Source: Mike Malloy
(image by Northeast Ohio Media Group)
Chris Christie is heading to CPAC next month to address the conservative crazies, who snubbed him last year for his perceived coziness with President Obama following the hurricane Sandy disaster.
The Conservative Political Action Conference is a veritable who's who in the GOP elite and presidential hopefuls, sending a clear message that in the eyes of CPAC, the bridgegate scandal has failed to knock the shine off Christie's Kripsy Kreme. You have to wonder if he'll still be their golden boy if the circle of scandal continues to tighten around his cold, snowy office.
Port Authority official David Wildstein has released new information suggesting that the Governor knew much more than he is admitting about the crippling bridge closures his staff allegedly ordered behind his back, without his consent or knowledge.
Still a pretty big pill to swallow, isn't it?
Camp Christie reacted -- predictably -- with a slam on Wildstein's character, stretching all the way back to an incident when he was a 16-year-old high school student in a desperate attempt to discredit him before the revelations take root.
Businessweek offers this brilliant analysis:
"To work, character assassination has to make sense. New Jersey Governor Chris Christie seems to have forgotten this cardinal rule of political warfare.
"To review: Christie crony David Wildstein engineered the fateful traffic jams on the Jersey side of the George Washington Bridge, landing the pugnacious governor and 2016 Republican hopeful in a career-threatening morass. Wildstein, through his lawyer (pdf), says there's evidence that Christie knew much more about the traffic gambit -- an act of revenge aimed at the mayor of Fort Lee, N.J. -- than the governor has so far admitted.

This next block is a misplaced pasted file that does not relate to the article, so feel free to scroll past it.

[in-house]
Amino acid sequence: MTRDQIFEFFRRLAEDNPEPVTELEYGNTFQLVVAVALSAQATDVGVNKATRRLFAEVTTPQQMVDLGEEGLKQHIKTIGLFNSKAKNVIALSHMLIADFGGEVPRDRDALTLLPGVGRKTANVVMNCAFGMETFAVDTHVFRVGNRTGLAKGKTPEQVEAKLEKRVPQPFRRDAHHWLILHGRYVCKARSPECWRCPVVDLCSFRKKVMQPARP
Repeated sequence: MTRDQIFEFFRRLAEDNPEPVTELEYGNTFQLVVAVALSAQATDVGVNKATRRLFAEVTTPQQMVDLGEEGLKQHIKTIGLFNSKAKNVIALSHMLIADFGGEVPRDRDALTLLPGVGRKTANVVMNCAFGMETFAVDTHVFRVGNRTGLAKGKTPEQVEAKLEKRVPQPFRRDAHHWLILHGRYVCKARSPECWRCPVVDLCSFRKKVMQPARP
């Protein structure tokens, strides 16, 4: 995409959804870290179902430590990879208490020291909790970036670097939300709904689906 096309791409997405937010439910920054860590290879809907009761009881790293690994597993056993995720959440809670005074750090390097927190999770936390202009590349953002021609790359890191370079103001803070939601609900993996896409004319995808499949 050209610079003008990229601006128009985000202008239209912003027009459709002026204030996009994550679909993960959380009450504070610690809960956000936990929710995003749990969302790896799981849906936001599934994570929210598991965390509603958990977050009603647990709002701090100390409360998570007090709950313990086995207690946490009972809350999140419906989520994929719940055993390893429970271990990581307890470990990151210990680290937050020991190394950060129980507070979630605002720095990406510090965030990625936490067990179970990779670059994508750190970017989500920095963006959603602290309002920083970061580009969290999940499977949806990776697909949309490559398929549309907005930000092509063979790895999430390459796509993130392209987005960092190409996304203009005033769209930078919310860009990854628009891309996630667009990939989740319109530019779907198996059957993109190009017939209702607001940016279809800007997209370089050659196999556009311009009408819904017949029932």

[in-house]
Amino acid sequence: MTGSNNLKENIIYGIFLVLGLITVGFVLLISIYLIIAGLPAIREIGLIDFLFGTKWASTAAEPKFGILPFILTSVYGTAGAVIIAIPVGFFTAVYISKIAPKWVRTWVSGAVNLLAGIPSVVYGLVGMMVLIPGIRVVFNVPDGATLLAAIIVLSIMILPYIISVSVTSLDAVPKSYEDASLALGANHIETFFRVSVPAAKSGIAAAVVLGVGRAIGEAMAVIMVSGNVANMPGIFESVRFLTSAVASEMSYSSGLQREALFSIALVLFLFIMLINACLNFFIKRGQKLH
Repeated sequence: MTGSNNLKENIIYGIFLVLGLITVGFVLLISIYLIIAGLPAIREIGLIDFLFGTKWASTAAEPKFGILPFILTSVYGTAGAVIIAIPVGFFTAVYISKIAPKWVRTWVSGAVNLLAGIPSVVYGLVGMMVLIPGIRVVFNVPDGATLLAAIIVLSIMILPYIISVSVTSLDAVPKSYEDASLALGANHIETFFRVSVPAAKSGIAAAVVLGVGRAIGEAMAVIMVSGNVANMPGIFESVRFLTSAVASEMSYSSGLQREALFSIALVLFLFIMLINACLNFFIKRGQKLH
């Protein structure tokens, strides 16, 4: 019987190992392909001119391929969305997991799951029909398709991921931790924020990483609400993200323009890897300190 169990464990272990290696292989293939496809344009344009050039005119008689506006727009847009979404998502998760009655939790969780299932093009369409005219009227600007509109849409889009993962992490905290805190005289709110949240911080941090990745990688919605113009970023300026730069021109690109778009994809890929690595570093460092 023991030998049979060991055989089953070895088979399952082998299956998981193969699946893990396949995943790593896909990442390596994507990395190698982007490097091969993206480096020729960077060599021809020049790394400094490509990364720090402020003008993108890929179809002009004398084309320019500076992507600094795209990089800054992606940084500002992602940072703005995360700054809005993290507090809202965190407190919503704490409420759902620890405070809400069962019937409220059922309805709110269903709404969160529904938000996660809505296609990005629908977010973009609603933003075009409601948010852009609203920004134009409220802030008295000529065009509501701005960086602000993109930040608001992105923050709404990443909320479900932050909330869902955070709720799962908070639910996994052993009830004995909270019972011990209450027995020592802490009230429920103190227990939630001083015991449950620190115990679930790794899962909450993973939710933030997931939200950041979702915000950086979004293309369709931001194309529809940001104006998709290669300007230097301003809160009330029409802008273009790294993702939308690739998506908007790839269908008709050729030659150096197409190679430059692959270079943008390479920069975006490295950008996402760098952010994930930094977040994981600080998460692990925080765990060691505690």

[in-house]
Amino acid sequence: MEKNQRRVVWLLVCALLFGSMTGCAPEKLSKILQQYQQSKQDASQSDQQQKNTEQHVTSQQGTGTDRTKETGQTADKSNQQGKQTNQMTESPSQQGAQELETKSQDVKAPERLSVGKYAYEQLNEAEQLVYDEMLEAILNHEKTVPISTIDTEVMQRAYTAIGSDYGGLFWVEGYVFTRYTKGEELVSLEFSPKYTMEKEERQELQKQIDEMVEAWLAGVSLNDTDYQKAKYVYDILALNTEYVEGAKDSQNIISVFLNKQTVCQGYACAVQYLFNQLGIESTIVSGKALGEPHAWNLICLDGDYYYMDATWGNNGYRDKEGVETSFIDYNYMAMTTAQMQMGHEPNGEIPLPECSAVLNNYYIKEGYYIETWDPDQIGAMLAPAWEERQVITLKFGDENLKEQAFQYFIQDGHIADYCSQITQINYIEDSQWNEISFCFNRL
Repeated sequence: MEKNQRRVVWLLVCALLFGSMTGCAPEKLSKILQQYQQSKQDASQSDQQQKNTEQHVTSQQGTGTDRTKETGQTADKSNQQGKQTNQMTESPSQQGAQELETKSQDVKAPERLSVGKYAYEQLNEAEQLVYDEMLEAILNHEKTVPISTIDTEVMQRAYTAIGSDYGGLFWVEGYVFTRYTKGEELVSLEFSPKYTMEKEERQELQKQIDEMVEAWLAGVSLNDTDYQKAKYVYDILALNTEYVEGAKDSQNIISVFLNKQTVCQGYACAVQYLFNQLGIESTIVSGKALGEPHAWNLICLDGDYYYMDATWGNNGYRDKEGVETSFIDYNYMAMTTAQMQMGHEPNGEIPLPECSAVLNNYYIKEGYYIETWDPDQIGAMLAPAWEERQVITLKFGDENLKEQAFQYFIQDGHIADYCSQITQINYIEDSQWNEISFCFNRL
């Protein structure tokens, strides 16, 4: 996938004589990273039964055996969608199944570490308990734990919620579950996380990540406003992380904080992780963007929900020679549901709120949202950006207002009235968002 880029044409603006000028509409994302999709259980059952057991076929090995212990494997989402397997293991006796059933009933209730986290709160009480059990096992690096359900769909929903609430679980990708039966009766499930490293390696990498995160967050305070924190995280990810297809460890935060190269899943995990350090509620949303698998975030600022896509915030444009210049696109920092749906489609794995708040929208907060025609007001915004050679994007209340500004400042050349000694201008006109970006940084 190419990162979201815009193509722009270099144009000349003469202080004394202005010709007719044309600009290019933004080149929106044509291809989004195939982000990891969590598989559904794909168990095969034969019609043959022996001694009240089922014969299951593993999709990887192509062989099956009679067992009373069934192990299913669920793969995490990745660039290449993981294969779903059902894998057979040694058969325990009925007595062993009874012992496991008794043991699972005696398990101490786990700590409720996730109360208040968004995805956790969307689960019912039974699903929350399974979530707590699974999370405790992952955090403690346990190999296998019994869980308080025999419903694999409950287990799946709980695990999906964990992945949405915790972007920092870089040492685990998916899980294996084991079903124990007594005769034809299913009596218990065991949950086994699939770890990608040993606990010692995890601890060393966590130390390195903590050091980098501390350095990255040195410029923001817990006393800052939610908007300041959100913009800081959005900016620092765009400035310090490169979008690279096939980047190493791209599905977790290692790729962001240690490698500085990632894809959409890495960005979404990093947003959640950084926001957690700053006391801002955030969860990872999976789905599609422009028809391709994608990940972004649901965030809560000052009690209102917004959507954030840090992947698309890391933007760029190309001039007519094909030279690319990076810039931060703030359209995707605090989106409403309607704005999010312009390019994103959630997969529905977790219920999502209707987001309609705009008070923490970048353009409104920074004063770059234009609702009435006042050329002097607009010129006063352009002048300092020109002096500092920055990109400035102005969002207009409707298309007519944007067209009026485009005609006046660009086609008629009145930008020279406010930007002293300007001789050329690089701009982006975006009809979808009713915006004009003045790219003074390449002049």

"The prospect of Wildstein, formerly a Christie-approved appointee at the Port Authority of New York & New Jersey, telling all he knows about Christie's role could escalate Bridgegate to Defcon Level 1. Why? Because federal prosecutors are looking for evidence of a criminal coverup. And as a moderate Republican pol from an earlier era taught us during the original "-gate" scandal, it's not so much the crime that hurts -- it's the coverup.
"So Christie and his legal SWAT team decide to go medieval on Wildstein. Here's what they came up with: 'In David Wildstein's past, people and newspaper accounts have described him as 'tumultuous' and someone who 'made moves that were not productive.' That's from a 700-word Christie hit memo first disclosed by Politico. The memo continues with this bill of particulars:
"'As a 16-year-old kid, he sued over a local school board election. He was publicly accused by his high school social studies teacher of deceptive behavior. He had a controversial tenure as mayor of Livingston [N.J.]. He was an anonymous blogger known as Wally Edge. He had a strange habit of registering web addresses for other people's names without telling them.'
"'Bottom line,' the Christie broadside summed up, 'David Wildstein will do and say anything to save David Wildstein.'
"OK, it's hard to argue with the idea that Wildstein is scrambling for political cover and legal immunity in hopes that if he can serve up his erstwhile political benefactor the authorities will go easier on him. The problem with Christie's attack, though, is that Wildstein was Christie's guy on the Port Authority.
"Christie praised Wildstein's tenure when he resigned late last year after being sought for testimony by the [New Jersey] Assembly committee investigating the lane closures. Wildstein has long been portrayed as a close friend of Christie's, and included in the email from the governor's office is a story from the Bergen Record headlined, 'Ex Blogger Is Governor Christie's Eyes, Ears Inside The Port Authority.'
"If Wildstein has been a notorious liar since high school social studies class and, more recently, an Internet weirdo using the handle Wally Edge -- and, needless to say, these are merely allegations at this point -- then why was Wildstein welcome in the Christie camp all these years? Is Christie's defense that, having surrounded himself with vengeful incompetents, he had no idea what his subordinates were doing, and therefore he deserves a pass? That's not terribly coherent."
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